Magazine article Sunset

The Basics of Naturalizing Bulbs

Magazine article Sunset

The Basics of Naturalizing Bulbs

Article excerpt

Bulb sizes of 'King Alfred'-type daffodils are graded, from left to right, DN 3 (one flower per bulb), DN 2 (one or two flowers), DN 1 (two or three flowers), and jumbo (three or four flowers).

Given the right conditions, many kinds of springblooming bulbs become so well established in the garden that they naturalize: they keep coming back year after year, and some even multiply. Among the best bets for naturalizing are daffodils, Dutch irises, freesias, and species tulips. But to get maximum flower production from naturalized bulbs, it helps to stack the odds in your favor. Success depends on a number of factors-from the size of the bulbs you buy to how you plant and maintain the beds.


Like eggs, bulbs are graded by size. Generally, the bigger the circumference, the more flowers you get. The most common sizes of daffodils range from DN 1 down to DN 3. The largest `King Alfred' types are called jumbos. Daffodils smaller than DN 1 may be labeled in centimeters (typically 14 centimeters and smaller).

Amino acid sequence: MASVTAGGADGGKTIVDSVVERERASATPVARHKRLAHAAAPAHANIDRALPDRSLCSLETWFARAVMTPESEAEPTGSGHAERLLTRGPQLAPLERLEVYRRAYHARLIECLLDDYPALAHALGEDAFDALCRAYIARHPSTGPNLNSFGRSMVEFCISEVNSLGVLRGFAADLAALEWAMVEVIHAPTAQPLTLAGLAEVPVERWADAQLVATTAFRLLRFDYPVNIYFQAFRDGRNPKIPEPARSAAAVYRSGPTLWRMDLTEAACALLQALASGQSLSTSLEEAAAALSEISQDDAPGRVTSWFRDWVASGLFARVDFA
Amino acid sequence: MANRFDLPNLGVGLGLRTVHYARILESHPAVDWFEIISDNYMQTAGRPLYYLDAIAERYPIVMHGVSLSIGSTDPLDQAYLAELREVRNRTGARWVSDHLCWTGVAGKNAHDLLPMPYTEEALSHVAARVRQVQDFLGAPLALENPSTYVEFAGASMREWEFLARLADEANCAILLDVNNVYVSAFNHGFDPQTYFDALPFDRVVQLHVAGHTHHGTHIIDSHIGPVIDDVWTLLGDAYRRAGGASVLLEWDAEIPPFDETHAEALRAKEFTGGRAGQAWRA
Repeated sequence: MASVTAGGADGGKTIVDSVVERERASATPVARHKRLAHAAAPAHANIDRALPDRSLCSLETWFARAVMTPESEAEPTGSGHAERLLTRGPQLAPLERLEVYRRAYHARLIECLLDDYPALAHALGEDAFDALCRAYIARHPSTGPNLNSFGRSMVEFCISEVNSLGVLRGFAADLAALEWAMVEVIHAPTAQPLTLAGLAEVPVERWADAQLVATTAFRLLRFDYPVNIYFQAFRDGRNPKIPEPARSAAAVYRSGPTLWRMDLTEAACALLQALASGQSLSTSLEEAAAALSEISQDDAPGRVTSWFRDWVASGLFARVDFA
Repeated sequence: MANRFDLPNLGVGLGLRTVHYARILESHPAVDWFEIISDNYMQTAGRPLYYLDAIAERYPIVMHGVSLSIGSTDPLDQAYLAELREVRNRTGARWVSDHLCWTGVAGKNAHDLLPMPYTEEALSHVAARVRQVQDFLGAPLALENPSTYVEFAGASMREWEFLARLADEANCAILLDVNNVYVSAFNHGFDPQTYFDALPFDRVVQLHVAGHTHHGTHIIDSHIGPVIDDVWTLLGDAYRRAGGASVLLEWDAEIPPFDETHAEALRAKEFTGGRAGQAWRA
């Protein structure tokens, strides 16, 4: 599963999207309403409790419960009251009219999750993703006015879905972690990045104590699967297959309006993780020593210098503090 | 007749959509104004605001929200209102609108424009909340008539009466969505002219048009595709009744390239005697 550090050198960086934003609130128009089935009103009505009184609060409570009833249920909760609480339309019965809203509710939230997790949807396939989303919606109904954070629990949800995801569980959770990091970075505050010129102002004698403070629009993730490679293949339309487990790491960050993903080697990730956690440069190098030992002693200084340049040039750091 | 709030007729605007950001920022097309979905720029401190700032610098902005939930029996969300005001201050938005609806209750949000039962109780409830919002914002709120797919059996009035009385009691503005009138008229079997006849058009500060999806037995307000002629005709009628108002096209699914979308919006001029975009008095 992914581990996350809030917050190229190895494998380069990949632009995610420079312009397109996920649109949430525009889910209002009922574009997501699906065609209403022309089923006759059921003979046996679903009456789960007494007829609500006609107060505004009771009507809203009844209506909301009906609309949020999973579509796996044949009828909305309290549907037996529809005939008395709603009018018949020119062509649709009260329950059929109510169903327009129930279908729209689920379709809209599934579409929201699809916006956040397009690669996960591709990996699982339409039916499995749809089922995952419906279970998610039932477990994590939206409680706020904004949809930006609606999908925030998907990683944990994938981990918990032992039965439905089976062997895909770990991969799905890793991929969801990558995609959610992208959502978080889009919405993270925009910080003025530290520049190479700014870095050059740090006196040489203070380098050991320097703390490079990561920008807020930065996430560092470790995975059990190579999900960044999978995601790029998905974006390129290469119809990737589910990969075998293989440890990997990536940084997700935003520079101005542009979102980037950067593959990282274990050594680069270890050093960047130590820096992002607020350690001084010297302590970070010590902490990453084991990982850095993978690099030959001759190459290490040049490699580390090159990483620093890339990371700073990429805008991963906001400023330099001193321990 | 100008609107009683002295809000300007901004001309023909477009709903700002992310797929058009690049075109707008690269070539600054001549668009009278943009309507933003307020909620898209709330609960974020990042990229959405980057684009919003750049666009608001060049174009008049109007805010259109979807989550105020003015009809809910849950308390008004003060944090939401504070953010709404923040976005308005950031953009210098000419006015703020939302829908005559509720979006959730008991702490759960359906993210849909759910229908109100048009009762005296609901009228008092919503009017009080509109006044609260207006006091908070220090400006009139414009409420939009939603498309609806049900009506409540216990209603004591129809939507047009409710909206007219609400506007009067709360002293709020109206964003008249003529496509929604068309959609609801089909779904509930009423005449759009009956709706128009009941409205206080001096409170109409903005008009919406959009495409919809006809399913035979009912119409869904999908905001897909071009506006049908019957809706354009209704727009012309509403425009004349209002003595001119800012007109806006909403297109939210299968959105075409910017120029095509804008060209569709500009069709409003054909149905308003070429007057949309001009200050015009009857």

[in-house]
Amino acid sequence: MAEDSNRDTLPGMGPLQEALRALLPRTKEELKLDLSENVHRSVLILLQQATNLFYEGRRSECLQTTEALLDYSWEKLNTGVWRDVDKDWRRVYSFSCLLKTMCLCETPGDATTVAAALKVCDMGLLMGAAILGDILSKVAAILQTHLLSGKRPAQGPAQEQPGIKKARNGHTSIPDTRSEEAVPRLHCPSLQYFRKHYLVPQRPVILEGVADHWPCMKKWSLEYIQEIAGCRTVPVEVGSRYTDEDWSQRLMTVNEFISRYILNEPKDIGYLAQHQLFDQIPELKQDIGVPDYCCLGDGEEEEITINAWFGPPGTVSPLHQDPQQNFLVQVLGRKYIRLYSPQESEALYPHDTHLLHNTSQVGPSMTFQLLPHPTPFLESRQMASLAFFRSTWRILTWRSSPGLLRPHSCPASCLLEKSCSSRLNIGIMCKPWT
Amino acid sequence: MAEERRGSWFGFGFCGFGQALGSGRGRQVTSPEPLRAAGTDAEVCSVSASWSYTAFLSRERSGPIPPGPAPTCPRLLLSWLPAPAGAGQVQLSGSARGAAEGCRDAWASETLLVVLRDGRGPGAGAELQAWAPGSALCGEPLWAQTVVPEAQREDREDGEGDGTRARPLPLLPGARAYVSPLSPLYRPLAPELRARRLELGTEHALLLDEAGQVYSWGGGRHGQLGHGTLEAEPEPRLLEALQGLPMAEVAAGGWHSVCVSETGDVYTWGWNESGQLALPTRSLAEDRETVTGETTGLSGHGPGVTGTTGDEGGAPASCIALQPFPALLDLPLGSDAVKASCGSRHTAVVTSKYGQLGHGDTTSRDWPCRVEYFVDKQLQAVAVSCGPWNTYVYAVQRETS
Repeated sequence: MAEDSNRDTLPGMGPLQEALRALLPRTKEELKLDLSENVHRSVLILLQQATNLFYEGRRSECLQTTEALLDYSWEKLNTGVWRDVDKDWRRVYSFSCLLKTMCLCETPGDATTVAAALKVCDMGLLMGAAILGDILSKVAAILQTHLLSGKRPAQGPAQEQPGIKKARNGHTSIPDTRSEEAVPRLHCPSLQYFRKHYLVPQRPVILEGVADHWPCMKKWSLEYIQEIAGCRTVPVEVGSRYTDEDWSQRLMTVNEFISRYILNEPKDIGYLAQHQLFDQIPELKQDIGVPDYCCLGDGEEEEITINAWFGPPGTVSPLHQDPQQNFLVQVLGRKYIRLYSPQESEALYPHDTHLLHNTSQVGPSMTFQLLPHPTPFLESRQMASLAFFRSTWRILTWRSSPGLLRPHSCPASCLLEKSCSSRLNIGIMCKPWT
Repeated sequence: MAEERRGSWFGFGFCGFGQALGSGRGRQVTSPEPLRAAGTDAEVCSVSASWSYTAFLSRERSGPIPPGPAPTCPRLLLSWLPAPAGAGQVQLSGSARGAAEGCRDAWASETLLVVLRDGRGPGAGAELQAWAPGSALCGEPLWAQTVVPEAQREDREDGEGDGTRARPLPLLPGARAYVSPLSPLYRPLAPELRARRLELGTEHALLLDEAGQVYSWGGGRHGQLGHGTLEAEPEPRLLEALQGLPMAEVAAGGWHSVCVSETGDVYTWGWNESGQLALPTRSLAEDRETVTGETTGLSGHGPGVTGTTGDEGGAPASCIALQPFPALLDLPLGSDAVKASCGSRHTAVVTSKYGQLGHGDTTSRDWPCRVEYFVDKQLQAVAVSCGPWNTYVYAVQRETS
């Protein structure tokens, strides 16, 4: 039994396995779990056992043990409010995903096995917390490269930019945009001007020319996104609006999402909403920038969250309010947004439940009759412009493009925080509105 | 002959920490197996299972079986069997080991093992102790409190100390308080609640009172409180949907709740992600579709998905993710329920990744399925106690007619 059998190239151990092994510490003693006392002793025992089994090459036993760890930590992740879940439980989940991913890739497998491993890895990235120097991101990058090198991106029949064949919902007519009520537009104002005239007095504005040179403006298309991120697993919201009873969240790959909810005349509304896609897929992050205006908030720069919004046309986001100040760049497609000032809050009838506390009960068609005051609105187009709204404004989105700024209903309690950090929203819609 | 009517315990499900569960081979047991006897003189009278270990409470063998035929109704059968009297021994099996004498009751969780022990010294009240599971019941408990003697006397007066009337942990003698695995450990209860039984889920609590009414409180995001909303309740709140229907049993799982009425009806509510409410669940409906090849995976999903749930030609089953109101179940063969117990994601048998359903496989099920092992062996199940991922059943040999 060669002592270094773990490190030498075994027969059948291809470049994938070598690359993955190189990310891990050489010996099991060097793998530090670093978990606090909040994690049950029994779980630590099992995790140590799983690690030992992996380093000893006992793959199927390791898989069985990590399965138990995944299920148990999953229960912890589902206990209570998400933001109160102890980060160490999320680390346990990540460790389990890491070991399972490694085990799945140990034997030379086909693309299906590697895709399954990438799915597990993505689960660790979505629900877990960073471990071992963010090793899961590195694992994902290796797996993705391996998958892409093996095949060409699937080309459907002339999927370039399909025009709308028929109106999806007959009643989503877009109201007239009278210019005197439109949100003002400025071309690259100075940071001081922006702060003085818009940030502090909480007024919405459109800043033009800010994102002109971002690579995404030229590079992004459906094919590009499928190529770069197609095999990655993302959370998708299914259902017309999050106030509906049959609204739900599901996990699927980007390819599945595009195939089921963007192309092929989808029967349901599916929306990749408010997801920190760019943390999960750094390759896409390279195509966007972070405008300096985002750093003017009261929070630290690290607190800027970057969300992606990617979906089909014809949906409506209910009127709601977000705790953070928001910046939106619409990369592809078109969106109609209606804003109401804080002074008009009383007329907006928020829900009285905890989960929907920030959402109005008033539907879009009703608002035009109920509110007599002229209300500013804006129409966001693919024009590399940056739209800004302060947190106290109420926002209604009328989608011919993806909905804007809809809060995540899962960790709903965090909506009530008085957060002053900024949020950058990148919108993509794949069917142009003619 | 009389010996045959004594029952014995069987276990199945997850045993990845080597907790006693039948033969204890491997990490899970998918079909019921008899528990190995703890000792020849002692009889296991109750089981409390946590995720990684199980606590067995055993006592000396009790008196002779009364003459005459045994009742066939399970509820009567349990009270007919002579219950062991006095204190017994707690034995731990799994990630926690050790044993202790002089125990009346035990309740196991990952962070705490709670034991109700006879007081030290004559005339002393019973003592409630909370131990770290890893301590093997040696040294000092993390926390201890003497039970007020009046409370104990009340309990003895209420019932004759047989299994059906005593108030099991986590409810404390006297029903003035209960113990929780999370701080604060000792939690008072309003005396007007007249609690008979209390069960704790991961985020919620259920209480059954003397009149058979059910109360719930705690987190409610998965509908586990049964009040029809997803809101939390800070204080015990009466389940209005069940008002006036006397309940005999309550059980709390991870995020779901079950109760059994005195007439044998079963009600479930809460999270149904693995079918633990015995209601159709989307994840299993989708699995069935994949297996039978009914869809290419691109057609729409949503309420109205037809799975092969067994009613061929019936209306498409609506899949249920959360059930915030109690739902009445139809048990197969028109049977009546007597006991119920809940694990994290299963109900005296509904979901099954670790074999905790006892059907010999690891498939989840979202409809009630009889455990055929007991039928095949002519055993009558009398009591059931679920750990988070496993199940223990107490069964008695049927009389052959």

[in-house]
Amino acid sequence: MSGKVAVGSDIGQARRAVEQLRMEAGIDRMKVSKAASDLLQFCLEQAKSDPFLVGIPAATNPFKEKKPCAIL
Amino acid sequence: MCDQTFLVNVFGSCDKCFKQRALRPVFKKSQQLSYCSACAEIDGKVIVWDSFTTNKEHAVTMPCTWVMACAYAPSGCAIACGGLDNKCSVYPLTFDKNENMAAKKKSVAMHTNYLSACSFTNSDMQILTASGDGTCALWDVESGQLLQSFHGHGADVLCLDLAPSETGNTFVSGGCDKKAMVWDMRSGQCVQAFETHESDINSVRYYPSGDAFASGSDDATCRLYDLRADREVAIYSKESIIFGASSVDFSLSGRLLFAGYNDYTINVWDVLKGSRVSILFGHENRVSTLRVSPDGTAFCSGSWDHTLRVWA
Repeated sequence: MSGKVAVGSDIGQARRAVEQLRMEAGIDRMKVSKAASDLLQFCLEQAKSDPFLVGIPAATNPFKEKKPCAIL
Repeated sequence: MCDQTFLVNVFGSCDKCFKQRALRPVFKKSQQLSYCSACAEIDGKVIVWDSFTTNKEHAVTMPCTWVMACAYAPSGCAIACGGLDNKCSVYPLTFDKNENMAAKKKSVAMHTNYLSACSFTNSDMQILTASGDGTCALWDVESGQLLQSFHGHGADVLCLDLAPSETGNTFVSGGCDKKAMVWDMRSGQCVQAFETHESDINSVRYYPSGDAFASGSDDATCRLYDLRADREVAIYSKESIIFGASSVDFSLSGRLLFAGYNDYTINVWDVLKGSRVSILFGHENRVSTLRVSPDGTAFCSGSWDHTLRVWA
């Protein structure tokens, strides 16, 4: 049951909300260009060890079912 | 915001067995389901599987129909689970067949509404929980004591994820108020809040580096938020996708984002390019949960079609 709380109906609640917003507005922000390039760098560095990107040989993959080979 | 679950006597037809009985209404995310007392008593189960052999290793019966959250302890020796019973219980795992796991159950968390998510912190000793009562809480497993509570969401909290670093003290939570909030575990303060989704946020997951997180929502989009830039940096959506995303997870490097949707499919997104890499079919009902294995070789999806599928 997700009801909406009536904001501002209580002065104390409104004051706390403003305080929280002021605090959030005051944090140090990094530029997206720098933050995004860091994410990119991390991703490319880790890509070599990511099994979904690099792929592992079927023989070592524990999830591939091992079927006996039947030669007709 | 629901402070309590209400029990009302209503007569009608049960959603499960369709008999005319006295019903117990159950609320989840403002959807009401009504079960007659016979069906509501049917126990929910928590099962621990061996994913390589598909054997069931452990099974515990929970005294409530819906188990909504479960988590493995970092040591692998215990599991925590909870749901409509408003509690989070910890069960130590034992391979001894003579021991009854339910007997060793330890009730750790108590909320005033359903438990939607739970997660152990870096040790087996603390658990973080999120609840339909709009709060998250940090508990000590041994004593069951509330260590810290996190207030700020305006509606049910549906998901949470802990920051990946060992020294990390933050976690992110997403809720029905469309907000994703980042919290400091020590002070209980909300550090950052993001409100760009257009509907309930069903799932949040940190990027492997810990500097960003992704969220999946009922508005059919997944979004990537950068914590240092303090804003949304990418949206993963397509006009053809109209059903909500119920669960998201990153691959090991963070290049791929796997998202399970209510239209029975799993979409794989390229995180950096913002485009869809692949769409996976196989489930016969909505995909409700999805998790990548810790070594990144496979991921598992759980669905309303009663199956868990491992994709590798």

Dutch irises are graded in centimeters. They range in size from 6 to 12 centimeters or larger; 8 to 9 centimeters is typical.

Sizes vary according to variety, too. For instance, large-cupped and trumpet daffodils produce larger bulbs than species and miniatures, and blue Dutch iris bulbs are larger than the purple and yellow kinds.

Look for a note in catalogs that indicates the size and quality of bulbs; it may simply say top-size bulbs. When shopping locally, buy early in the season and choose firm bulbs that aren't sprouting. Generally, they should still have their outer skins intact, although sometimes pieces fall off in the box.


Good soil drainage is the key to long bulb life. Where the soil drains poorly, plant your bulbs on a slope or in raised beds.

Before planting, add organic amendments if your soil is clayey, sandy, rocky, or low in nutrients. Your best bets are leaf mold, redwood soil conditioner, compost, or similar products; unless it's well aged, manure can burn bulbs. If the soil is low in organic matter, spread about 3 inches over the planting area and dig it in; use only an inch or so if the soil is already fairly loose and loamy. In acid soil in the Pacific Northwest, you may need to add lime to neutralize the soil.

At planting time, mix a bulb food or a balanced fertilizer (such as 1010-10) into the soil; these are generally better sources of nutrients than bonemeal. Fertilize again at bloom time or just when flowers fade. …

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